Hands-on: Lead & Gold: Gangs of the Wild West

Multiplayer first-person shooters are a dime a dozen lately, meaning Lead & Gold: Gangs of the Wild West has a lot to prove for itself. The gameplay is definitely fun, but it's clear that its main selling point is the format. As a downloadable game (confirmed for PC, planned for XBLA and PSN), it's one of the most polished multiplayer shooter experiences available in the space.

Priced at $15, Paradox Interactive's shooter is competing against the likes of Battlefield 1943. Like DICE's shooter, the production values are impressive and highlight by colorful, animated visuals. The style is reminiscent of Team Fortress 2, with the characters donning an almost psuedo-cel shaded look. Combined with the Wild West theme, it can oftentimes look identical to Valve's shooter.

Of course, there are far worse places to look for inspiration. In many ways, the gameplay is also similar to Team Fortress 2. There are four classes for players to choose from, and each features distinct and valuable traits. The primary difference between the four classes is their range: some classes are equipped with shotguns, best for short range fighting, while the requisite sniper is obviously equipped to handle long distances. Beyond their weapons, each class is equipped with a special ability. One can throw dynamite, while another can "mark" an enemy. (Marked enemies take twice the normal rate of damage.)
Obviously, you'll want to be smart about your class choices, as balanced teams are more likely to capture objectives. However, there's another aspect of the classes to consider. Not only do classes offer unique abilities, but they also dispel an area effect that benefits teammates. For example: one class allows teammates in range to heal, encouraging players to stick close to each other. A "marked" enemy will appear on the entire team's HUD, offering a good indication as to where on the map players should progress. The class system adds an appreciable depth to the cooperative play.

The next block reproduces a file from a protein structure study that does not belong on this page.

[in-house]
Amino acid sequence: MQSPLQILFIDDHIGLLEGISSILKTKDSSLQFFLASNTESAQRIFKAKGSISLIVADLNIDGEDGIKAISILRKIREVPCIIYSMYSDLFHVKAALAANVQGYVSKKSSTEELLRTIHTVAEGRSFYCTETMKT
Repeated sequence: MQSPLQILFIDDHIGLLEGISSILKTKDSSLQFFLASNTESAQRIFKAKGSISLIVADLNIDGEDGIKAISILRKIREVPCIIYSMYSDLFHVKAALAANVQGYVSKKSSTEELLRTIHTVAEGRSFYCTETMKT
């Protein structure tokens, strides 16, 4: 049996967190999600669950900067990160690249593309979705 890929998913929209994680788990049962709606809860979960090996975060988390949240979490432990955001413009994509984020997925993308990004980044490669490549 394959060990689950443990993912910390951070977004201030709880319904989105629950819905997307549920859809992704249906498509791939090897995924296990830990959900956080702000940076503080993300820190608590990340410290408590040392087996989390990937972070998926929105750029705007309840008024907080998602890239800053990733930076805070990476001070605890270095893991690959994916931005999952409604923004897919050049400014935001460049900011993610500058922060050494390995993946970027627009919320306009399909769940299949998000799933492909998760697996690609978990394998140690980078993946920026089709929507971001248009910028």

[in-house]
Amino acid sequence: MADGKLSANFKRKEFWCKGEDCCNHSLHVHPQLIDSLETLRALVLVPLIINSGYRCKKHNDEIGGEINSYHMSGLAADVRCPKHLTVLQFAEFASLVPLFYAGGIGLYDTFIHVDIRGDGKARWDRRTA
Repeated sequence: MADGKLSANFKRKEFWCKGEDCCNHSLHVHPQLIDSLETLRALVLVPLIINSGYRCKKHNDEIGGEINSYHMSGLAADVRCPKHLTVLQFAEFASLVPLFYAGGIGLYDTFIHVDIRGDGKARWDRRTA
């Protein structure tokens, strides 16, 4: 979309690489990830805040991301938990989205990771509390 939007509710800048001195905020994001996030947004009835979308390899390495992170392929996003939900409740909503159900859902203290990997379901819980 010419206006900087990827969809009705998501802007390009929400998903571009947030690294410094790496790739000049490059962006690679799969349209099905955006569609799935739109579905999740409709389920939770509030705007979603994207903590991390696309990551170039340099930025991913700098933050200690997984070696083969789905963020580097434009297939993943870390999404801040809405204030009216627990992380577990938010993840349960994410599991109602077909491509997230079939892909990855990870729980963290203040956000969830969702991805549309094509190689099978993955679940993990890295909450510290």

Spawning also requires a tactical decision. Each team has a leader, represented by a flag. The flag represents an additional spawn point for the team, allowing a team to make further progress into enemy territory. So long as the leader doesn't allow his flag to get captured (by dying and having the enemy drop the flag), teammates will be able to spawn in a far more advantageous location.

In addition to all of these mechanics, there's an XP system (as is standard for the genre nowadays) that rewards nearly every action in the game. Kills, single shots, objective captures, etc. all offer an XP bonus. In fact, you'd be hard pressed to go for a few moments without doing something that helps increase your experience. Unfortunately, I wasn't privy in my demo to what kind of bonuses are unlocked by XP.

Lead & Gold isn't revolutionary in any means, but it's difficult to turn such a saturated genre on its head. Instead, it offers an accessible, but simultaneously deep, multiplayer experience for a price that's incredibly reasonable. It definitely demands a look when it launches on PC (and possibly consoles) later this year.

This article was originally published on Joystiq.